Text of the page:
Wednesday, July 23, 2008

First Look: Ping by Charlie Chiang

As my cab pulls into Shirlington shopping center I can't help but be impressed. Even my cab driver comments on the number of restaurants packed into these few square blocks of carefully planned community.

Ping by Charlie Chiang
sits at ground zero of this culinary maze of bakeries, ice cream shops and ethnic food outlets, on corner allowing passers by a glimpse in, or customers a view out of its big windows. The space is remarkable and well put together. Split into three sections - a bar and two distinct seating areas - Ping looks a lot bigger than it actually is, and provides plenty of room to sit back, spread out, and breathe.

Ping is the seventh location in Virginia for the Charlie Chiang family, and the tenth in the Washington D.C. area. But talking with Christiana Chiang, Charlie's wife and co-owner of the mini-empire, Ping is special.

This isn't your parent's Chinese restaurant. Hell, this isn't even your Chinese restaurant. This is Chinese food 2.0.

No more dull looking noodley mess out of a paper box. You'll find cuisine that attracts the eye first, something very important to Christiana, and then takes a hold of the rest of your senses.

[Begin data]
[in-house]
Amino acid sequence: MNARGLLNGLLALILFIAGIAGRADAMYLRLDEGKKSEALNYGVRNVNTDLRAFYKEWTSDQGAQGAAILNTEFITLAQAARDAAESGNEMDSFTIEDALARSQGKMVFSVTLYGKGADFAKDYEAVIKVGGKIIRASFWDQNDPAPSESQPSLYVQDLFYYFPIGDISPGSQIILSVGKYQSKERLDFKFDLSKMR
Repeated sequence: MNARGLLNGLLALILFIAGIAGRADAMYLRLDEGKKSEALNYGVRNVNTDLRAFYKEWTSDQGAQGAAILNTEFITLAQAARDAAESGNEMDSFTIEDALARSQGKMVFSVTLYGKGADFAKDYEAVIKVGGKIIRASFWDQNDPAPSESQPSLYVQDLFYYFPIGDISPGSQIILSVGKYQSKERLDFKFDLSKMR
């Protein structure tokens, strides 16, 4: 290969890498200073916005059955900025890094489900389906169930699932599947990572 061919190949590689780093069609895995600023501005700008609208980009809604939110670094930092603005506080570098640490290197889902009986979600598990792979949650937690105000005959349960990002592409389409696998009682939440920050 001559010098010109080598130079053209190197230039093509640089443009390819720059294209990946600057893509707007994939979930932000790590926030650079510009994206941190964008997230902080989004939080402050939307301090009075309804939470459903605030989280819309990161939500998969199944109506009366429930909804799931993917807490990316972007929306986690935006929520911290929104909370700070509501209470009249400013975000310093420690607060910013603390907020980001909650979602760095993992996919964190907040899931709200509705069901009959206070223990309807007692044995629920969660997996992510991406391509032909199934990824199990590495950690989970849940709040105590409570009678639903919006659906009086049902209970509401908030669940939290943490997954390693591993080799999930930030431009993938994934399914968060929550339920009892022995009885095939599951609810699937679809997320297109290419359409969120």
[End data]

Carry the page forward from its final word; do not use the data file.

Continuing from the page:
The menu, which is made up of "best of" dishes from the Chiang's travels, covers a good portion of Asia - from Thailand to China to Japan - with a surprisingly impressive sushi menu complimenting the traditionally heavier Chinese dishes.

Working my way through the menu, it's easy to see Christiana's influence. Everything looks clean and vibrant, lacking the traditional heavy sauce and grease you normally get with Chinese food.

Shiny Slippery Shrimp, a dish that tastes better than it sounds has a nice crunch to it, and a solid garlic flavor. Garlic is something you'll see a lot of here, sometimes to a fault, but if you're a fan, you're in luck. Other highlights include a sashimi soup that's light and flavorful, a lamb version of "Pot au Feu" that's tender and rich, and pepper steak cubes with just the right amount of heat.

Of course there are some dishes that just don't work, mostly due to a bit too much tweaking with traditional recipes. Vegetables and rice with some sort of cheese that looked and tasted bland, and a scallop dumpling that again had some sort of cheese on top. Lesson here, avoid the stuff with cheese and stick to what the Chiangs know best - Chinese food that's better than what you're used to.

It's hard to believe that Ping won't succeed. The Chiang family knows what they're doing, and it shows here. This is a restaurant that will grow with the neighborhood around it, and its versatility - from its large bar (with four huge flat screen TVs) to its diverse menu - will cater to the business lunch rush and the family dinner crowd alike. This is an impressive cornerstone in an impressive neighborhood; a restaurant that holds up well in the long tradition of the Chiang family.

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